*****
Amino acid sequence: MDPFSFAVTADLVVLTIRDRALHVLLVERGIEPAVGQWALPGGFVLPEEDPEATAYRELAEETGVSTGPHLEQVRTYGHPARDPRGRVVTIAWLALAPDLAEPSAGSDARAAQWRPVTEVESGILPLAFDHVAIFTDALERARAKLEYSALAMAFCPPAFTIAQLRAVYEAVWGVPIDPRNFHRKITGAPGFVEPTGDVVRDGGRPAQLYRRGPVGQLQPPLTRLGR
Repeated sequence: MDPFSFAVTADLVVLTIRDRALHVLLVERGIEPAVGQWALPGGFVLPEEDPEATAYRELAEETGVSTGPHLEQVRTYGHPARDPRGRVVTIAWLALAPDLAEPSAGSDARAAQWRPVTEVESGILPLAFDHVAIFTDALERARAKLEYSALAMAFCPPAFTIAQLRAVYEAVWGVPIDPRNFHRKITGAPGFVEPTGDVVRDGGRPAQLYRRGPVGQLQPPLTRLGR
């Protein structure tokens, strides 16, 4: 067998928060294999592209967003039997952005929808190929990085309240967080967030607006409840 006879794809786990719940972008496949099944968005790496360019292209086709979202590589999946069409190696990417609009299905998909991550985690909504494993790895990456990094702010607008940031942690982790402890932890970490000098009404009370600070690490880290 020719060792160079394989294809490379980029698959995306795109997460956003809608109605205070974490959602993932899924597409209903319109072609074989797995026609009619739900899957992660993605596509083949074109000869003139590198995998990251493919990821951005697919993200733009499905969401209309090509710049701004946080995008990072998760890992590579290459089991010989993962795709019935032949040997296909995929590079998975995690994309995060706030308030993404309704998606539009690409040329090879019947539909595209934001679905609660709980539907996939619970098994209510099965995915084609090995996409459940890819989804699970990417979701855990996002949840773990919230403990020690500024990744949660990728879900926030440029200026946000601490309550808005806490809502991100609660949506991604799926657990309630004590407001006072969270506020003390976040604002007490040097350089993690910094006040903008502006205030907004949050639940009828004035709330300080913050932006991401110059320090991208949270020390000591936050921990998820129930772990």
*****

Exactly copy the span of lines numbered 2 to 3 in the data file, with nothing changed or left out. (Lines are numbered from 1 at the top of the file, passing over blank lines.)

Repeated sequence: MDPFSFAVTADLVVLTIRDRALHVLLVERGIEPAVGQWALPGGFVLPEEDPEATAYRELAEETGVSTGPHLEQVRTYGHPARDPRGRVVTIAWLALAPDLAEPSAGSDARAAQWRPVTEVESGILPLAFDHVAIFTDALERARAKLEYSALAMAFCPPAFTIAQLRAVYEAVWGVPIDPRNFHRKITGAPGFVEPTGDVVRDGGRPAQLYRRGPVGQLQPPLTRLGR
């Protein structure tokens, strides 16, 4: 067998928060294999592209967003039997952005929808190929990085309240967080967030607006409840 006879794809786990719940972008496949099944968005790496360019292209086709979202590589999946069409190696990417609009299905998909991550985690909504494993790895990456990094702010607008940031942690982790402890932890970490000098009404009370600070690490880290 020719060792160079394989294809490379980029698959995306795109997460956003809608109605205070974490959602993932899924597409209903319109072609074989797995026609009619739900899957992660993605596509083949074109000869003139590198995998990251493919990821951005697919993200733009499905969401209309090509710049701004946080995008990072998760890992590579290459089991010989993962795709019935032949040997296909995929590079998975995690994309995060706030308030993404309704998606539009690409040329090879019947539909595209934001679905609660709980539907996939619970098994209510099965995915084609090995996409459940890819989804699970990417979701855990996002949840773990919230403990020690500024990744949660990728879900926030440029200026946000601490309550808005806490809502991100609660949506991604799926657990309630004590407001006072969270506020003390976040604002007490040097350089993690910094006040903008502006205030907004949050639940009828004035709330300080913050932006991401110059320090991208949270020390000591936050921990998820129930772990």